How Siblings Successfully Launch and Grow Businesses Together

For most siblings, the adolescent years are a lot like a rollercoaster. There are high times, low times, surprising turns, exhilarating screams, and screeching halts. However, in most cases, siblings end up entering adulthood as close friends and companions. Sometimes this bond is so close that the end result is a sibling-launched business.

Sibling-Run Businesses: 4 Tips for Success

Sibling-run businesses aren’t exactly common, but they also aren’t as rare as you may think. There are tons of great stories out there about siblings – young and old – who have combined talents and passions and had major success.

Let’s take a look at some of the things they’ve done right, and what you can learn from them.

  1. Set Concrete Rules and Goals

It’s important that you work with your sibling to set concrete rules and tangible goals from the very start. Otherwise, it’s easy for two people who are comfortable with each other to let things slide.

If you want to study what this looks like, just take a look at David and Mike Appel. These two brothers are the co-founders of Related Garments, a men’s socks and underwear company that’s currently mixing things up in the fashion world. When you listen to their story, you’ll notice that everything they do is built on “the belief that too many men are ignoring a quick and effortless way to improve their style: upgrading their underwear.”

  1. Communicate Frequently

Few things are more important to a business than communication. From small things to critically important tasks, everything needs to be clearly discussed. When things go unsaid or issues aren’t discussed, the friction can become problematic.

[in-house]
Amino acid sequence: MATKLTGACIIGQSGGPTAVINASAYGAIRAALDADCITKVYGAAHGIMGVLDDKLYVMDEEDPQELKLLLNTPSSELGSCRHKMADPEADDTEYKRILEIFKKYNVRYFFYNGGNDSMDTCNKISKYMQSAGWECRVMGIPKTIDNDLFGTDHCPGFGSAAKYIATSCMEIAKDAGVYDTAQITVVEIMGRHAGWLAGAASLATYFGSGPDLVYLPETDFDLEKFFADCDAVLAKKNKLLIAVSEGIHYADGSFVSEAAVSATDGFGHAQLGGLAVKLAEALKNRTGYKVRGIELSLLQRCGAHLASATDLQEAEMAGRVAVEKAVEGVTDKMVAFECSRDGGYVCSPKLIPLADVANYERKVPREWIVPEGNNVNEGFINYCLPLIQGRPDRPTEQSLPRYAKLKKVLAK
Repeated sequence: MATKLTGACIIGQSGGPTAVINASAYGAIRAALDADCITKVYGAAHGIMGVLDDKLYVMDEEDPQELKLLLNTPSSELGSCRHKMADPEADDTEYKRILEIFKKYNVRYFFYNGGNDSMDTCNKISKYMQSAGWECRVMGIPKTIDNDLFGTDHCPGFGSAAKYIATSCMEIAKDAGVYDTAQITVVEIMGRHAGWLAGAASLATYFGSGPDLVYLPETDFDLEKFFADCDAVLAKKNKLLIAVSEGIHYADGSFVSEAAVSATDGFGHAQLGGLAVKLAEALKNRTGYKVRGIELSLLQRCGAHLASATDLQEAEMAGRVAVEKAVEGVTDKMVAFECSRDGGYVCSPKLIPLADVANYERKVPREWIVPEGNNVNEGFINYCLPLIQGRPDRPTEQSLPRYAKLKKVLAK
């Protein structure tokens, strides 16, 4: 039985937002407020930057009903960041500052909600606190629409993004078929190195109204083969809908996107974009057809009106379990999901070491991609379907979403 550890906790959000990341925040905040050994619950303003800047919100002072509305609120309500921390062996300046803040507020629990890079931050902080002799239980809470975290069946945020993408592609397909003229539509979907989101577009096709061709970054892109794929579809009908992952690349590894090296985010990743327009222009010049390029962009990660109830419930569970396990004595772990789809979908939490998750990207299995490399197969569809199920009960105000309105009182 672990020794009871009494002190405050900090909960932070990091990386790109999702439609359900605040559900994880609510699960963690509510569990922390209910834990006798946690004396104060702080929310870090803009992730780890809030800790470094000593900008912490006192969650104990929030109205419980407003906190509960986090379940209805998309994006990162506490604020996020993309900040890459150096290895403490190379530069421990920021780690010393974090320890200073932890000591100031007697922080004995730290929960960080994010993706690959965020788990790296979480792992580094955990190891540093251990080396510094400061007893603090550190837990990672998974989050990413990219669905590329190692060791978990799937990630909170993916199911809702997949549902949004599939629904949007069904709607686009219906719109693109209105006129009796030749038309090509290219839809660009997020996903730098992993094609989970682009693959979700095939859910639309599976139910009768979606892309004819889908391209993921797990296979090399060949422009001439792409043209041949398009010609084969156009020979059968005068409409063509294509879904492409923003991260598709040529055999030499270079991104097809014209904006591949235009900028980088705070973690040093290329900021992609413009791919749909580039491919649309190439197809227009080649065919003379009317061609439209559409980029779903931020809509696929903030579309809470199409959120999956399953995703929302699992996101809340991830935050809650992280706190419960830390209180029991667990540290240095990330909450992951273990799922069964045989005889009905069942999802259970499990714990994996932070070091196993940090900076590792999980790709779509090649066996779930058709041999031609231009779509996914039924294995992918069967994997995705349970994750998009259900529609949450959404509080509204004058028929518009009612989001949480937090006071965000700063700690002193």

“When you decide to listen and be honest with your words, you are both less likely to take things personally and get defensive, and you can continue to efficiently build your business,” says Lauren Jessen of The Huffington Post.

In order for communication to be healthy, it’s important that you both separate your personal differences from business issues. Even when the two of you are disagreeing about something outside of work, you can’t let it affect your openness within the business.

  1. Play to Each Other’s Strengths

The great thing about having a co-founder you know very well is that you know his strengths and weaknesses, and vice versa. This is something most founding teams have to find out as time passes.

Take Amy Rothstein and her brother Peter as an example of what this looks like in action. While Amy, the founder of Dona Chai, had a great idea for producing local chai in New York City, she didn’t have much of an idea about what to do. Thankfully, Peter was earning his business degree at the time the business was getting off the ground, and was able to become involved in this side of the operation. This combination of strengths created a very special company dynamic.

  1. Know When to Move On

Sometimes siblings start a successful business…and then things change. For one reason or another, what was once an awesome relationship may become an ineffective partnership.

While it may be the hardest thing you or your sibling will ever have to do, it’s imperative that you know when to walk away. Sometimes it’s best for one or both of you to step away and bring other people in. Remember, the greater good of the business and your sibling relationship is much more important than your pride.

We Are a Family

There’s something really special and meaningful about a family business. While there’s nothing easy about launching or growing a business – and tempers will certainly flare from time to time – having your brother or sister along for the ride can be extremely rewarding.

Remember to communicate early and often, and you’ll be just fine!